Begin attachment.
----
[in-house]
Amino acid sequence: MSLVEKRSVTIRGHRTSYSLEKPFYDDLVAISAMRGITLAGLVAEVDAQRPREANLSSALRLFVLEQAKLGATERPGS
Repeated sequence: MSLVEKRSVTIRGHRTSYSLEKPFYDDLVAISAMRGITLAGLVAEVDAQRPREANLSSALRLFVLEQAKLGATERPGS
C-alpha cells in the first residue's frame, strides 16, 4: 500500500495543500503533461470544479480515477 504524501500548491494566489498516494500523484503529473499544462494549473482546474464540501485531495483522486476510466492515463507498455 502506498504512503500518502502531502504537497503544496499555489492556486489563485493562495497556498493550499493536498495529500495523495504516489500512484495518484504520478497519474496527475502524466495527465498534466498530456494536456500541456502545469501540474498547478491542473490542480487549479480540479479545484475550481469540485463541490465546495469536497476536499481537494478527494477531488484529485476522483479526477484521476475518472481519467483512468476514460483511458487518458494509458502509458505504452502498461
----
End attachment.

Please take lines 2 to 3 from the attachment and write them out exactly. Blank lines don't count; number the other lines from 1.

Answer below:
Amino acid sequence: MSLVEKRSVTIRGHRTSYSLEKPFYDDLVAISAMRGITLAGLVAEVDAQRPREANLSSALRLFVLEQAKLGATERPGS
Repeated sequence: MSLVEKRSVTIRGHRTSYSLEKPFYDDLVAISAMRGITLAGLVAEVDAQRPREANLSSALRLFVLEQAKLGATERPGS